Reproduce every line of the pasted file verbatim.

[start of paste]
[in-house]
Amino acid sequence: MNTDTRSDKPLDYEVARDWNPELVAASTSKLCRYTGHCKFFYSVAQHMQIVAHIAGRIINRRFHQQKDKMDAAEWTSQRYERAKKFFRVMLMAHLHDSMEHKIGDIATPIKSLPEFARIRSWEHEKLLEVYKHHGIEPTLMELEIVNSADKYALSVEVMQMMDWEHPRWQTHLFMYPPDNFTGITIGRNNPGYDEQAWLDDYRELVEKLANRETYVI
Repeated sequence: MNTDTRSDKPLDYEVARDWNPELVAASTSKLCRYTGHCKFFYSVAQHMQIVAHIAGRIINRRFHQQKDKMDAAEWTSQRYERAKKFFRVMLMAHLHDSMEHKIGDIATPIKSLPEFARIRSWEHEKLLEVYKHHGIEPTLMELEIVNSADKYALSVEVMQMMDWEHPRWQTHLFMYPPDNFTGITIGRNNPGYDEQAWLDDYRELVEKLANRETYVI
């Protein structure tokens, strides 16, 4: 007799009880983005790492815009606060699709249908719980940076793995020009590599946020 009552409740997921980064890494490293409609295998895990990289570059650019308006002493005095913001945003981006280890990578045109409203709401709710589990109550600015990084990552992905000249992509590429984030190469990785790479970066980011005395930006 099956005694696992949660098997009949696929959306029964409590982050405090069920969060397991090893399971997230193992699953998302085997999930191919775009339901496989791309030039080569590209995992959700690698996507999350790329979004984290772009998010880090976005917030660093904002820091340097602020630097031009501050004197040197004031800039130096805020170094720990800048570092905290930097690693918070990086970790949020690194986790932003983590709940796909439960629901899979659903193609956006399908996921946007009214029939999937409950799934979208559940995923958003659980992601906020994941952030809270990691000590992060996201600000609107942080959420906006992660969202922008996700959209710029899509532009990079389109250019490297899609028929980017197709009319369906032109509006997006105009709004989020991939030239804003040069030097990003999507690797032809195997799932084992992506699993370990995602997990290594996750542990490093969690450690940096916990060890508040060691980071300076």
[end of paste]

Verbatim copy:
[in-house]
Amino acid sequence: MNTDTRSDKPLDYEVARDWNPELVAASTSKLCRYTGHCKFFYSVAQHMQIVAHIAGRIINRRFHQQKDKMDAAEWTSQRYERAKKFFRVMLMAHLHDSMEHKIGDIATPIKSLPEFARIRSWEHEKLLEVYKHHGIEPTLMELEIVNSADKYALSVEVMQMMDWEHPRWQTHLFMYPPDNFTGITIGRNNPGYDEQAWLDDYRELVEKLANRETYVI
Repeated sequence: MNTDTRSDKPLDYEVARDWNPELVAASTSKLCRYTGHCKFFYSVAQHMQIVAHIAGRIINRRFHQQKDKMDAAEWTSQRYERAKKFFRVMLMAHLHDSMEHKIGDIATPIKSLPEFARIRSWEHEKLLEVYKHHGIEPTLMELEIVNSADKYALSVEVMQMMDWEHPRWQTHLFMYPPDNFTGITIGRNNPGYDEQAWLDDYRELVEKLANRETYVI
């Protein structure tokens, strides 16, 4: 007799009880983005790492815009606060699709249908719980940076793995020009590599946020 009552409740997921980064890494490293409609295998895990990289570059650019308006002493005095913001945003981006280890990578045109409203709401709710589990109550600015990084990552992905000249992509590429984030190469990785790479970066980011005395930006 099956005694696992949660098997009949696929959306029964409590982050405090069920969060397991090893399971997230193992699953998302085997999930191919775009339901496989791309030039080569590209995992959700690698996507999350790329979004984290772009998010880090976005917030660093904002820091340097602020630097031009501050004197040197004031800039130096805020170094720990800048570092905290930097690693918070990086970790949020690194986790932003983590709940796909439960629901899979659903193609956006399908996921946007009214029939999937409950799934979208559940995923958003659980992601906020994941952030809270990691000590992060996201600000609107942080959420906006992660969202922008996700959209710029899509532009990079389109250019490297899609028929980017197709009319369906032109509006997006105009709004989020991939030239804003040069030097990003999507690797032809195997799932084992992506699993370990995602997990290594996750542990490093969690450690940096916990060890508040060691980071300076």